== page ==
A large and appreciative audience came to Southern Pines yesterday for the 2010 induction ceremony of the North Carolina Literary Hall of Fame.
Pam Kelley at the Charlotte Observer wrote a nice feature on one of our inductees, The Mind of the South author W. J. Cash, in which she talked to former Observer editor Ed Williams and historian Paul Escott about what they planned to say in honor of Cash’s induction.
For those of you who weren’t there, here are a few other choice remarks from yesterday’s ceremony:
“We gather together to welcome Walter Page into the North Carolina Literary Hall of Fame. He would have been proud and he would have been quizzical. North Carolina in his day wasn’t exactly either literary or welcoming.” – Shippen Page, presenting for induction his great-grandfather, author, editor, and diplomat Walter Hines Page.
“But teaching is a profession that not only brings great pleasure; it also carries abundant opportunities for humility. How could I have known just how gifted the young man from Hendersonville was? Had I known, I might have asked, does he really need me or any teacher?” – Joseph Flora, Robert Morgan’s first English teacher at UNC Chapel Hill, when presenting Morgan for induction.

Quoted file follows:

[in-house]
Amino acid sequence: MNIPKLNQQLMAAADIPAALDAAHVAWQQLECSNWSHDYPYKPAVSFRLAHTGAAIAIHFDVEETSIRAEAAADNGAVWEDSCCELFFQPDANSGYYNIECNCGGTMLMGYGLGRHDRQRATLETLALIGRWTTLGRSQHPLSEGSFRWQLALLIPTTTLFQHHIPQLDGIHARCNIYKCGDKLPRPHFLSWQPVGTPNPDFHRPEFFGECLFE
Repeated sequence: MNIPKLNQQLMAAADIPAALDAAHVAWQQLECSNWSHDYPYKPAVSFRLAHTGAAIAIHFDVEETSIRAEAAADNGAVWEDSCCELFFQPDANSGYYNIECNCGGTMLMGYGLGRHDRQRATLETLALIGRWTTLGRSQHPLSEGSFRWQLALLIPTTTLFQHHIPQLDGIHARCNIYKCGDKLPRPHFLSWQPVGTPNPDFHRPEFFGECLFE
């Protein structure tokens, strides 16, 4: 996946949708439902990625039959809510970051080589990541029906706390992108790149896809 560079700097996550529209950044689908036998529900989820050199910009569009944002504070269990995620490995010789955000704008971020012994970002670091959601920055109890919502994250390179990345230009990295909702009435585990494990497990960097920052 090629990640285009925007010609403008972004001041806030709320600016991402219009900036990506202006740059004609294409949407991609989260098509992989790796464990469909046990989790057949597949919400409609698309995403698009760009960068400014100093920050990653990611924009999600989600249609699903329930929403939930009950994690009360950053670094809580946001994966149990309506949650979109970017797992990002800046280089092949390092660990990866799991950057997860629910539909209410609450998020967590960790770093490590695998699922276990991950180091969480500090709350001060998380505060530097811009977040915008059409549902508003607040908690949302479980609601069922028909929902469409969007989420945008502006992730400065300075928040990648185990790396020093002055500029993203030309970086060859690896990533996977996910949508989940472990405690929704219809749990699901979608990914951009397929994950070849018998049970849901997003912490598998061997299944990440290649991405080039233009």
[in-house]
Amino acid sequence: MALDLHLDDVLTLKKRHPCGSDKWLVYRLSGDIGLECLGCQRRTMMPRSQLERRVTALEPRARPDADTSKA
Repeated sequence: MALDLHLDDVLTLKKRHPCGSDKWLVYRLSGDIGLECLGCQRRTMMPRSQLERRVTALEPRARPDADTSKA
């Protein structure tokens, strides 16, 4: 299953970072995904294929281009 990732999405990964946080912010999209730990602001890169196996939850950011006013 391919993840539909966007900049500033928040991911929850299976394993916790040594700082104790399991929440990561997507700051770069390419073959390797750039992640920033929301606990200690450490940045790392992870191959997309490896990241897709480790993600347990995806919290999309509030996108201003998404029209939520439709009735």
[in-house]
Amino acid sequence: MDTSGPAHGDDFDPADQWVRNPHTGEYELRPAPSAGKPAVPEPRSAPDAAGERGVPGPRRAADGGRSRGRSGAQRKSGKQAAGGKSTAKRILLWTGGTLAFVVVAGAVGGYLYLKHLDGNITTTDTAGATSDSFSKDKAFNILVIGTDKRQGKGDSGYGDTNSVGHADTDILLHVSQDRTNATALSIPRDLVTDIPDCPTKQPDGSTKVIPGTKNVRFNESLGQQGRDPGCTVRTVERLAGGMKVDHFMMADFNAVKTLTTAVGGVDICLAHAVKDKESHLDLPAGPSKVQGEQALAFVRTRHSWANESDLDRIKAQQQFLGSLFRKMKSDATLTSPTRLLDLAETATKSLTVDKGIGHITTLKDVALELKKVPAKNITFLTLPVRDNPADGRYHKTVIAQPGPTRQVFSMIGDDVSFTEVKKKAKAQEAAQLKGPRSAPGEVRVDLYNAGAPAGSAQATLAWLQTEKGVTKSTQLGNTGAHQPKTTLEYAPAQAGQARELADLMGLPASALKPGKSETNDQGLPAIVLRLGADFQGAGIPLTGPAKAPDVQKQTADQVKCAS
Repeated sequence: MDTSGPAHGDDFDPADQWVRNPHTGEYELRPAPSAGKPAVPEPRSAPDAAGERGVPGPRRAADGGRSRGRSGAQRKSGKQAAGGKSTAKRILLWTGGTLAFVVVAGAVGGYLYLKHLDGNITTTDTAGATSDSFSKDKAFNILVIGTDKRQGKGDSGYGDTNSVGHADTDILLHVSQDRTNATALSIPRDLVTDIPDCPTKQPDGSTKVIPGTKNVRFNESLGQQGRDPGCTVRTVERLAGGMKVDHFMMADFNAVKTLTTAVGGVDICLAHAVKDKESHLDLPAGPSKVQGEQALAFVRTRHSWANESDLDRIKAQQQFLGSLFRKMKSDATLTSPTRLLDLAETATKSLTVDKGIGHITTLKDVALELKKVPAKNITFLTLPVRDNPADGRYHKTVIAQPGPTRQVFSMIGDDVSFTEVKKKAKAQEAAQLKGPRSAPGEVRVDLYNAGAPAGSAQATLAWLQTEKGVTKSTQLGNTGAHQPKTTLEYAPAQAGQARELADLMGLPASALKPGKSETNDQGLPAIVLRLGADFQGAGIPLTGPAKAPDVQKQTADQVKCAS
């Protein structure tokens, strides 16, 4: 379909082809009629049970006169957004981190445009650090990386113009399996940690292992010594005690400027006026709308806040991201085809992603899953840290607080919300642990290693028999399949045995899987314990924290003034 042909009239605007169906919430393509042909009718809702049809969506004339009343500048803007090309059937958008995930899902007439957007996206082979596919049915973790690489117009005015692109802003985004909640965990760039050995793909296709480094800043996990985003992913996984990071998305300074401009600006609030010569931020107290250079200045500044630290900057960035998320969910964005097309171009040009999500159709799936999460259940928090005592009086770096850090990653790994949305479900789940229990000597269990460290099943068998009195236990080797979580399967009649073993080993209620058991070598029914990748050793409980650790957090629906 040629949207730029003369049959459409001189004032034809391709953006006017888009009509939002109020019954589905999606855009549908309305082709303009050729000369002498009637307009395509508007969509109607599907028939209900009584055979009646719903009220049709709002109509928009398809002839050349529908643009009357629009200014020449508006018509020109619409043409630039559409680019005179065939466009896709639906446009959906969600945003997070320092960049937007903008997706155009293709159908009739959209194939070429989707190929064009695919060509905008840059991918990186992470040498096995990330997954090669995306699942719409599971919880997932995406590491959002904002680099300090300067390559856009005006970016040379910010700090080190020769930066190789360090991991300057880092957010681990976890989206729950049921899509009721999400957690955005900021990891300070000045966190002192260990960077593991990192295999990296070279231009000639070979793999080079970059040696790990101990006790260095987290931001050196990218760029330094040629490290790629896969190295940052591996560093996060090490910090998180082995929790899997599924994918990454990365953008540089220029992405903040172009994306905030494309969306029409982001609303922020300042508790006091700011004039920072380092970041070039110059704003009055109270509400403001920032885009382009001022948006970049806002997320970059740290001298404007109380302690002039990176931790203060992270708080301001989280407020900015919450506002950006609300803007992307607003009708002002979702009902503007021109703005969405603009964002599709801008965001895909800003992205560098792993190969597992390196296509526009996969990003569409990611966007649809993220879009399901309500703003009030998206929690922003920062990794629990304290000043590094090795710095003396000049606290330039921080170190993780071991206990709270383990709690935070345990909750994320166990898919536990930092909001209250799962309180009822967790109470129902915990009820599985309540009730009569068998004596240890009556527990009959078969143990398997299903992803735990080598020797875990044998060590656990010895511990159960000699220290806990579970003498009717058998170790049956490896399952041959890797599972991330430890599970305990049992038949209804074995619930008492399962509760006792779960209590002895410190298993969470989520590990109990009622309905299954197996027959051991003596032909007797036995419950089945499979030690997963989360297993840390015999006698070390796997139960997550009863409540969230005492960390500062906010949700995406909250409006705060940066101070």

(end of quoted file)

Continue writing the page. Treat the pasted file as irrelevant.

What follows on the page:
“This recognition makes me more determined than ever to write better, to grow and learn, to get it right.” – Robert Morgan, accepting his induction. When Robert Morgan talks about needing to learn more, the rest of us need to quit whining and work harder.
“A writer being born North Carolinian is like winning the Kentucky Derby as a colt. . . . Our state’s greatest resource, brothers and sisters, is cussedness. Stories only happen to people mean enough to tell them.” – Allan Gurganus, accepting his induction. Or preaching a tent revival. It got hard to tell.
“As long as a mule’s not farting in my face, I’ll consider myself a raving success.” – Samm-Art Williams, accepting his induction by putting it into perspective.
Tell you what: if you come to Fall Conference, I’ll explain Samm-Art’s context.